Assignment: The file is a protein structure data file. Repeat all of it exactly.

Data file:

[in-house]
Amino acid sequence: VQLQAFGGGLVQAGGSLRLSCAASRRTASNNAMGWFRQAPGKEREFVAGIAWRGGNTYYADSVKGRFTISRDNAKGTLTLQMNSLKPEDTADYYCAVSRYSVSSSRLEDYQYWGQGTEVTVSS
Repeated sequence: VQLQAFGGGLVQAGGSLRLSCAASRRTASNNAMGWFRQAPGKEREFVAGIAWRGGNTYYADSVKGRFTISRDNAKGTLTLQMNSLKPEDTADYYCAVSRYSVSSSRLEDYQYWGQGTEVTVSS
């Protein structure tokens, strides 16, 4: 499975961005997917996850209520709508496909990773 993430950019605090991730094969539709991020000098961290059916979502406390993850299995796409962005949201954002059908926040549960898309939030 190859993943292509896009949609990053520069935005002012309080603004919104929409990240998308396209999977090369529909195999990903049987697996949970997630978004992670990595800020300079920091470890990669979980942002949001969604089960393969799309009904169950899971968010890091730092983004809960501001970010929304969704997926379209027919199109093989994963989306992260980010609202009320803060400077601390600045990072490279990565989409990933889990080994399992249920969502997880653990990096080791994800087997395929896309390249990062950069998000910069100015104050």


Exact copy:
[in-house]
Amino acid sequence: VQLQAFGGGLVQAGGSLRLSCAASRRTASNNAMGWFRQAPGKEREFVAGIAWRGGNTYYADSVKGRFTISRDNAKGTLTLQMNSLKPEDTADYYCAVSRYSVSSSRLEDYQYWGQGTEVTVSS
Repeated sequence: VQLQAFGGGLVQAGGSLRLSCAASRRTASNNAMGWFRQAPGKEREFVAGIAWRGGNTYYADSVKGRFTISRDNAKGTLTLQMNSLKPEDTADYYCAVSRYSVSSSRLEDYQYWGQGTEVTVSS
């Protein structure tokens, strides 16, 4: 499975961005997917996850209520709508496909990773 993430950019605090991730094969539709991020000098961290059916979502406390993850299995796409962005949201954002059908926040549960898309939030 190859993943292509896009949609990053520069935005002012309080603004919104929409990240998308396209999977090369529909195999990903049987697996949970997630978004992670990595800020300079920091470890990669979980942002949001969604089960393969799309009904169950899971968010890091730092983004809960501001970010929304969704997926379209027919199109093989994963989306992260980010609202009320803060400077601390600045990072490279990565989409990933889990080994399992249920969502997880653990990096080791994800087997395929896309390249990062950069998000910069100015104050």